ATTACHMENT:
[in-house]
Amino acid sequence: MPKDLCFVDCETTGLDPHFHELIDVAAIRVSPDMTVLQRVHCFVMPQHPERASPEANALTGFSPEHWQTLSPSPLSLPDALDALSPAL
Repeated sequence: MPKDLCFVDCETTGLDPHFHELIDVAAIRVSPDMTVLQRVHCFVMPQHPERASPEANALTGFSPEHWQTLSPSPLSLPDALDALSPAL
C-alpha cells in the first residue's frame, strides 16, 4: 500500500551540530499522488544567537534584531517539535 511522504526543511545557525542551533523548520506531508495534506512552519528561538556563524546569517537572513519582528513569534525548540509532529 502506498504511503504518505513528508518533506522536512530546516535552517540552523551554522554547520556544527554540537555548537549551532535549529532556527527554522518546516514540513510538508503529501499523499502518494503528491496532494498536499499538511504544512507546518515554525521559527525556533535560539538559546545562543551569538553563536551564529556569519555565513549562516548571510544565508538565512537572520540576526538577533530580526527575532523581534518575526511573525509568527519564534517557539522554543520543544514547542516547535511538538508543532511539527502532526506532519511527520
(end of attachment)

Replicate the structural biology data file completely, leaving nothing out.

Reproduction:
[in-house]
Amino acid sequence: MPKDLCFVDCETTGLDPHFHELIDVAAIRVSPDMTVLQRVHCFVMPQHPERASPEANALTGFSPEHWQTLSPSPLSLPDALDALSPAL
Repeated sequence: MPKDLCFVDCETTGLDPHFHELIDVAAIRVSPDMTVLQRVHCFVMPQHPERASPEANALTGFSPEHWQTLSPSPLSLPDALDALSPAL
C-alpha cells in the first residue's frame, strides 16, 4: 500500500551540530499522488544567537534584531517539535 511522504526543511545557525542551533523548520506531508495534506512552519528561538556563524546569517537572513519582528513569534525548540509532529 502506498504511503504518505513528508518533506522536512530546516535552517540552523551554522554547520556544527554540537555548537549551532535549529532556527527554522518546516514540513510538508503529501499523499502518494503528491496532494498536499499538511504544512507546518515554525521559527525556533535560539538559546545562543551569538553563536551564529556569519555565513549562516548571510544565508538565512537572520540576526538577533530580526527575532523581534518575526511573525509568527519564534517557539522554543520543544514547542516547535511538538508543532511539527502532526506532519511527520